In re: J.T. Thorpe, Inc., Thorpe Insulation Company

ORDER AFFIRMING THE BANKRUPTCY COURT'S ORDERS AND JUDGMENT by Judge Virginia A. Phillips. (See document for specifics.)

Central District of California, cacd-2:2014-cv-03883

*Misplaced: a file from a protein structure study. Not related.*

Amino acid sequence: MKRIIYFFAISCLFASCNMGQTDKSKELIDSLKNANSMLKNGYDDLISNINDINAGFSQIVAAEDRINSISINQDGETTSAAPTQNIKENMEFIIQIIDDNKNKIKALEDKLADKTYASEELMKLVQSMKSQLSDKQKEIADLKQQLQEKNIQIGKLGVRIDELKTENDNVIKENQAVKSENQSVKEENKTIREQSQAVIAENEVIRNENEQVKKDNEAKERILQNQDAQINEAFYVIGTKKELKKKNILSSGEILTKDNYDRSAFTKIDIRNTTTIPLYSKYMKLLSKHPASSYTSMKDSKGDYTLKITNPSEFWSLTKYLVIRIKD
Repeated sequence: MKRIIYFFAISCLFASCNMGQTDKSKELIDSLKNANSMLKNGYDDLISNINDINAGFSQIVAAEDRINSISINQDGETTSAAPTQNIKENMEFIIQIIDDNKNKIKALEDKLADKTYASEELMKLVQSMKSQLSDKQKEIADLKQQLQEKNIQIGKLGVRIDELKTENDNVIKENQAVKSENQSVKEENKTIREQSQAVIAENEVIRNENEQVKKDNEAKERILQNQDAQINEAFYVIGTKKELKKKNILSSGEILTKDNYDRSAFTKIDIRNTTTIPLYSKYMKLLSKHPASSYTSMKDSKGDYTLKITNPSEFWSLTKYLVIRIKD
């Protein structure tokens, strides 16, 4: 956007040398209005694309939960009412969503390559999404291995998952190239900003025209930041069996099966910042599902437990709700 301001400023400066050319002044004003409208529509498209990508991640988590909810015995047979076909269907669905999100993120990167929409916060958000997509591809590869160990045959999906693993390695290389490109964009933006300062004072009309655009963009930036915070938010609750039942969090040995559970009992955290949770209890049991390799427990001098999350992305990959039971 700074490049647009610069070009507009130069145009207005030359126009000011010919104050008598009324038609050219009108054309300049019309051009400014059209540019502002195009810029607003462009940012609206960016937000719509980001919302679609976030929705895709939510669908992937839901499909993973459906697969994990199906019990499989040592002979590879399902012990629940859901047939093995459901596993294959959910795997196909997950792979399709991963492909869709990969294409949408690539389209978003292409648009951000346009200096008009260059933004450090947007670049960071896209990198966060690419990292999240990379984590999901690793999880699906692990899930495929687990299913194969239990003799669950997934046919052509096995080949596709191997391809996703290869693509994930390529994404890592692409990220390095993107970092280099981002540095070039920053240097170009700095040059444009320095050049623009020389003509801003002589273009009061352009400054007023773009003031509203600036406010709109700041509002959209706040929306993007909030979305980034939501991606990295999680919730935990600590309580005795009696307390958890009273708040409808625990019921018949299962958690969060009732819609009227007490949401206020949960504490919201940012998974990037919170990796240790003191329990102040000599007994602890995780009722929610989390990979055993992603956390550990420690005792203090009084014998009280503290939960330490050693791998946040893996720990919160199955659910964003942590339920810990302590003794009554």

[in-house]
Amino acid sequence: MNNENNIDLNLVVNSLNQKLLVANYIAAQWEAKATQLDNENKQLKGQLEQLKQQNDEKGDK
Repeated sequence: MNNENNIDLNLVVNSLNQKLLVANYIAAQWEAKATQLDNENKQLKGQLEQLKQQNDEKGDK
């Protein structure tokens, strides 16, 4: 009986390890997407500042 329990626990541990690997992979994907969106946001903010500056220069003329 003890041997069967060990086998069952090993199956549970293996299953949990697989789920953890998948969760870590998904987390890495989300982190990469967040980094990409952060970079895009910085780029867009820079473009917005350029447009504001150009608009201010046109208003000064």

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7 Page ID #:3541 1 2 3 4 5 6 7 8 UNITED STATES DISTRICT COURT 9 CENTRAL DISTRICT OF CALIFORNIA 10 11 IN RE: J.T. THORPE, INC.) Case No. CV 14-03883-VAP & THORPE INSULATION) USBC Case No. 12 COMPANY, DEBTORS) 2:02-BK-14216-BB) ADVERSARY Case No. 13) 2:12-AP-02182-BB) 14) ORDER AFFIRMING THE) BANKRUPTCY COURT'S ORDERS 15) AND JUDGMENT) 16) [Appeal from Bankruptcy ________________________) Court] 17 18 Appellants Michael J. Mandelbrot and The Mandelbrot 19 Law Firm challenge the bankruptcy court's refusal to 20 countenance their withdrawal from a stipulation that 21 limits their ability to present claims against Appellees 22 J.T. Thorpe Settlement Trust and Thorpe Insulation Co. 23 Asbestos Settlement Trust on behalf of clients allegedly 24 injured by exposure to asbestos. This matter is 25 appropriate for resolution without hearing. See Fed. R. 26 Civ. P. 78; L.R. 7-15. For the reasons discussed below, 27 the Court affirms the bankruptcy court's orders and 28 judgment. 7 Page ID #:3542 1 I. BACKGROUND 2 Appellees are statutory trusts created under 11 3 U.S.C. § 524(g). They are charged with assuming the 4 liability for thousands of present and future 5 mass-asbestos claims against two unrelated insolvent 6 companies, J.T. Thorpe, Inc. ("JTT") and Thorpe 7 Insulation Co. ("Thorpe"). JTT and Thorpe had installed 8 and distributed asbestos insulation in various commercial 9 and industrial settings, including shipyards and U.S. 10 Navy ships. Appellees were established by the companies' 11 Chapter 11 bankruptcy plan confirmation orders and 12 affirmed by California Central District Judges Otero and 13 Fischer. 14 15 Given the expiration of the deadlines to file an 16 appeal, the affirmances by Judges Otero and Fischer have 17 become final. SER Tabs A-E. Under these orders, 18 Appellees remain under the bankruptcy court's post- 19 confirmation supervision. SER Tab A at 20 § K (JTT); SER 20 Tab C at 381 ¶ 16 (Thorpe). Appellees' court-approved 21 trust distribution procedures ("TDPs") authorize them to 22 reject the claims filed by attorneys found to be 23 unreliable and to engage in a pattern or practice of 24 submitting unreliable evidence in support of their 25 claims. See SER Tab L at 1122-23 § 5.7; SER Tab M at 26 1156-57 § 5.7. 27 28 2 7 Page ID #:3543 1 Appellants are a lawyer and his law firm who filed 2 claims with Appellees on behalf of asbestos victims. ER 3 Tab 10 at 694 ¶¶ 15, 17. In the wake of an 4 investigation, Appellees withdrew Appellants' claim- 5 filing privileges because they were unreliable and had 6 engaged in a pattern or practice of submitting unreliable 7 evidence. See SER Tab F at 465-68. The audit revealed 8 hundreds of filings on behalf of claimants not likely to 9 have encountered the insolvent companies' asbestos and 10 supported by declarations and answers to interrogatories 11 from persons not likely to have personal knowledge 12 regarding the exposures (e.g., children not yet born and 13 spouses not yet married). SER Tab J at 700-03 ¶ 48-54. 14 15 In many cases, Appellants simply refused to cooperate 16 with the investigation or provide the alleged victims' 17 prior deposition testimony. SER Tab J at 703-05 ¶¶ 18 55-61; SER Tab F at 469-81. Instead, Appellants accused 19 Appellees of misconduct and threatened to sue if they did 20 not stop the audit. In response, Appellees filed 21 adversary proceedings to confirm the reasonableness of 22 their decision to investigate Appellants. ER Tab 1 at 12 23 ¶¶ 9-10; ER Tab 8 at 658-59 ¶¶ 7-9; see ER Tab 12 at 24 748-49 ¶¶ 4-7. After they concluded the audit, Appellees 25 also requested instructions to confirm that their 26 findings and remedy were reasonable and authorized under 27 the TDPs. ER Tab 8 at 660 ¶ 12; SER Tab G. 28 3 7 Page ID #:3544 1 Following comprehensive discovery, the bankruptcy 2 court set these matters for trial. The parties submitted 3 affirmative trial evidence through declarations and 4 exhibits. During the presentation of their 5 case-in-chief, Appellants cross-examined six Appellee 6 witnesses, including their Executive Director, Managing 7 Trustee, and Futures Representative. Appellants also 8 cross-examined Senior Supervising Paralegal Laura Paul, 9 who first raised the problems with their claims and 10 selected 200 of the claims for the audit. Paul testified 11 extensively regarding the implausibilities in the claims. 12 Her testimony showed that Appellants had a practice of 13 submitting unreliable evidence. See SER Tab J at 697-99 14 ¶¶ 40-44. 15 16 On the third day of trial, after Appellants had 17 presented the majority of their case-in-chief, but before 18 Mandelbrot took the stand, the parties read into the 19 record a detailed stipulation endorsed by Appellants and 20 their counsel. ER Tab 7 at 630-50, ER Tab 8 at 654-57 ¶ 21 3. It provided that Appellants would withdraw their 22 objections and defenses and agree that: (1) Appellees 23 acted reasonably in conducting an investigation, 24 confirming that their evidence was unreliable, and 25 imposing a remedy; and (2) Appellants would promptly 26 transfer the claims of current clients to other counsel 27 and not file new claims against Appellees and the two 28 4 7 Page ID #:3545 1 other § 524(g) trusts sharing their claim-processing 2 facilities. 4 ER Tab 8 at 654-57 ¶ 3. In reliance on 3 the stipulation, the bankruptcy court terminated the 4 trial. ER Tab 4 at 71:20-72:20; ER Tab 7; ER Tab 8 at 5 653. 6 7 In its Findings of Fact, the bankruptcy court decided 8 that the trusts had reasonably determined Appellants to 9 follow "a pattern and practice of filing unreliable 10 evidence in support of claims[.]" See ER Tab 1 at 12 ¶ 11 9. Later, the bankruptcy court commented that the 12 subjects of the stipulation were "factual findings which 13 I would have made on my own, based on the record as the 14 state that it was ... factual findings that weren't 15 simply because of the stipulations between the parties, 16 but also consistent with the evidence that I had heard." 17 SER Tab R at 1233. 18 19 Appellants subsequently attempted to renege on the 20 stipulation. The bankruptcy court rejected their efforts 21 and, upon Appellees' motion, issued three orders: (1) the 22 Order Granting Motion to Enforce January 23, 2014 23 Stipulated Agreement, ER Tab 1 at 3-8 ("Enforcement 24 Order"); (2) the Order Following Trial on Adversary 25 Complaints and Motion for Instructions, ER Tab 1 at 9-14 26 ("Order Following Trial"); and (3) the Judgment in 27 Adversary Proceedings, ER Tab 1 at 15-16 ("Judgment") 28 5 7 Page ID #:3546 1 (collectively, "Orders"). This appeal attacks the Orders 2 by challenging the validity of the stipulation. ER Tab 1 3 at 1-2. 4 5 II. LEGAL STANDARD 6 A federal district court has jurisdiction to 7 entertain an appeal from the Bankruptcy Court under 28 8 U.S.C. § 158(a), which provides: "The district courts of 9 the United States shall have jurisdiction to hear appeals 10 ... from final judgments, orders, and decrees." 11 12 A district court reviews a bankruptcy court's 13 conclusions of law de novo, and the bankruptcy court's 14 factual findings for clear error. In re Greene, 583 F.3d 15 614, 618 (9th Cir. 2009) (citing In re Raintree 16 Healthcare Corp., 431 F.3d 685, 687 (9th Cir. 2005); In 17 re Salazar, 430 F.3d 992, 994 (9th Cir. 2005)); In re 18 Coleman, 560 F.3d 1000, 1003 (9th Cir. 2009) (citing In 19 re Tucson Estates, Inc., 912 F.2d 1162, 1166 (9th Cir. 20 1990)). "Mixed questions of law and fact are reviewed de 21 novo." In re Chang, 163 F.3d 1138, 1140 (9th Cir. 1998), 22 cert. denied, 526 U.S. 1149, 119 S. Ct. 2029, 143 L. Ed. 23 2d 1039 (1999) (citing In re Bammer, 131 F.3d 788, 792 24 (9th Cir. 1997) (en banc)); see also Fed. R. Bank. Pro. 25 8013. 26 27 28 6 7 Page ID #:3547 1 When conducting a "de novo review, the appellate 2 [(i.e., district)] court accords no deference to the 3 trial [(i.e., bankruptcy)] court, but rather determines 4 for itself whether the ... decision should be reversed on 5 the ground that it is arbitrary, capricious, an abuse of 6 discretion, or contrary to law. Harman v. Apfel, 211 7 F.3d 1172, 1175 (9th Cir. 2000) (citing Lake Mohave Boat 8 Owners Ass'n v. Nat. Park Serv., 138 F.3d 759, 762 (9th 9 Cir. 1998)). In other words, the court does not afford 10 "deference to the [bankruptcy] court's conclusion." 11 Voigt v. Savell, 70 F.3d 1552, 1564 (9th Cir. 1995) 12 (citing Kayes v. Pac. Lumber Co., 51 F.3d 1449, 1454 (9th 13 Cir. 1995)). 14 15 Under the clearly erroneous standard, however, "the 16 court must accept the bankruptcy court's findings of fact 17 unless, upon review, the court is 'left with the definite 18 and firm conviction that a mistake has been committed' by 19 the bankruptcy judge." In re Greene, 583 F.3d at 618 20 (citing Latman v. Burdette, 366 F.3d 774, 781 (9th Cir. 21 2004) (quoting United States v. United States Gypsum Co., 22 333 U.S. 364, 395, 68 S. Ct. 525, 92 L. Ed. 746 (1948)). 23 24 III. DISCUSSION 25 Whether the bankruptcy court abused its discretion by 26 enforcing the parties' stipulation depends on three 27 issues: 28 7 7 Page ID #:3548 1 A. Whether the Bankruptcy Court's limited post- 2 confirmation and post-consummation jurisdiction 3 constitutionally extends to third parties such as 4 Appellants 5 1. Appellants waived their Stern claim. 6 First, Appellants cite Stern v. Marshall, __ U.S. __, 7 131 S. Ct. 2594, 180 L. Ed.2d 475 (2011), to argue that 8 the bankruptcy court exceeded its jurisdiction. The 9 Stern court held that, "although the Bankruptcy Court had 10 the statutory authority to enter judgment on [a] 11 counterclaim [against the estate], it lacked the 12 constitutional authority to do so." Id. at 2601. 13 Appellants claim to be "two steps further removed from 14 the estate" than the counter-claimant in Stern because 15 they "represented injury claimants and made no claims on 16 behalf of themselves," and because the claims "were not 17 filed against the estate, but against the Trust which 18 contractually assumed liability on the claims." Opening 19 Br. at 5 (Doc. No. 17). 20 21 Appellants waived their Stern claim by stipulating 22 that "the only appropriate jurisdiction [to enforce the 23 stipulation] is the supervising bankruptcy court that 24 appointed the Trust fiduciaries." ER Tab 7 at 636-37, 25 643-44. The "right to a hearing in an Article III court 26 ... is waivable" for both core and non-core matters. In 27 re Bellingham Ins. Agency, 702 F.3d 553, 566-67 (9th Cir. 28 8 7 Page ID #:3549 1 2013), aff'd on other grounds sub nom. Exec. Benefits 2 Ins. Agency v. Arkison, __ U.S. __, 134 S. Ct. 2165, 189 3 L. Ed. 2d 83 (2014). Thus, "a bankruptcy court may 4 constitutionally enter final judgment on a Stern claim 5 against a nonclaimant to the bankruptcy estate with the 6 consent of the parties." Mastro v. Rigby, 764 F.3d 1090, 7 1095 (9th Cir. 2014). 8 9 2. The Orders' alleged non-core status makes no 10 difference. 11 Further, Appellants contend that "[i]ntervention by 12 [Appellees] and the Courts in the professional 13 contractual relationship between [Appellants] and [their] 14 clients is not a 'core proceeding[.]'" Reply Br. at 5 15 (Doc. No. 28). Although it is indeed "the sole province 16 of Article III judges" to enter final judgment in 17 non-core proceedings under 28 U.S.C. § 157(c)(1), In re 18 Bellingham, 702 F.3d at 558, Appellants' decision to 19 enter the stipulation makes the core/non-core distinction 20 irrelevant. "Article III's guarantee of an impartial and 21 independent federal adjudication is subject to waiver. 22 And in fact, § 157(c)(2) expressly provides that 23 bankruptcy courts may enter final judgments in non-core 24 proceedings 'with the consent of all the parties to the 25 proceeding.'" Id. at 567 (citations omitted). 26 27 28 9 7 Page ID #:3550 1 3. The Orders fall within the bankruptcy court's 2 post-confirmation jurisdiction. 3 Next, Appellants claim that the Orders